Chronic Inflammation as a contributor to Alzheimer’s

Alzheimer's, cardiovascular, and other chronic diseases; biomarkers, lifestyle, supplements, drugs, and health care.
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SusanJ
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Re: Chronic Inflammation as a contributor to Alzheimer’s

Postby SusanJ » Sat Nov 23, 2019 3:19 pm

circular wrote:I didn't know about rice in chicken. Hmmm, will have to see if there's a way to confirm chicken with lower or no arsenic?


Don't know of anyone testing. Conventional and even cage-free chickens are fed rice, so just like humans, they accumulate the arsenic. But I'd guess that free-range chicken would definitely be safer.

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TheBrain
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Re: Chronic Inflammation as a contributor to Alzheimer’s

Postby TheBrain » Mon Nov 25, 2019 2:51 pm

floramaria wrote:
CoachDD wrote:I ... want to bring to your attention a publication that Shoemaker released within the past month about the urine mycotoxin testing (spoiler alert ~ he does not believe it should be used to test mycotoxins): https://www.survivingmold.com/legal-resources/dr.-shoemaker-essays/urinary-mycotoxins-a-review-of-contaminated-buildings-and-food-in-search-of-a-biomarker-separating-sick-patients-from-controls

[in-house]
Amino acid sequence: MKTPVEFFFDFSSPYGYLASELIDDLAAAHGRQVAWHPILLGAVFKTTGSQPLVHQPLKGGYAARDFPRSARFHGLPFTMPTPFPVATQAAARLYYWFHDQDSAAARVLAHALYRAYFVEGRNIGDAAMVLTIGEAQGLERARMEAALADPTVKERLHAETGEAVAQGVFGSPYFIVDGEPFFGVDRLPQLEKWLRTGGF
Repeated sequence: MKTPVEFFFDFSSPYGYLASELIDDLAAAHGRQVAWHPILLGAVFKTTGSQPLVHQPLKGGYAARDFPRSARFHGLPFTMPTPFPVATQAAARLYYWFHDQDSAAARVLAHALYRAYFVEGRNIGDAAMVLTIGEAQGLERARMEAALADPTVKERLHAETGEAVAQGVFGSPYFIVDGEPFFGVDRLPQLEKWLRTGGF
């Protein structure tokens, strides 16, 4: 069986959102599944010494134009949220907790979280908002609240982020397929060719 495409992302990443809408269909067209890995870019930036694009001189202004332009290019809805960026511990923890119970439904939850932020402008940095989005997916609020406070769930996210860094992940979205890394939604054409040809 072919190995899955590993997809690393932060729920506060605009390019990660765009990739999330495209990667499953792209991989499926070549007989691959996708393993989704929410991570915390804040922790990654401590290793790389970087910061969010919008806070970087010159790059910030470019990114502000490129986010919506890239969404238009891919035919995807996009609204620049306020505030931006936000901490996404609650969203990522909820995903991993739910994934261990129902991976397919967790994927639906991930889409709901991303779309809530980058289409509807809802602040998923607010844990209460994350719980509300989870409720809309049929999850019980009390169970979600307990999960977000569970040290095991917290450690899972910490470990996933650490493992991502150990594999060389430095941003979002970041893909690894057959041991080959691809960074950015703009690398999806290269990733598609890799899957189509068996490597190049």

Here is the paper: https://www.survivingmold.com/Publications/Urinary_mycotoxins_10_8_19_RS_published.pdf

And here is the summary from this paper: "Even if we are presented with impeccable lab results from ELISA and thorough use of standard differential diagnosis (we aren’t), based on world-wide control data, and a robust literature on CIRS, there is no basis to ascribe any diagnostic significance to urine mycotoxin testing."[/url]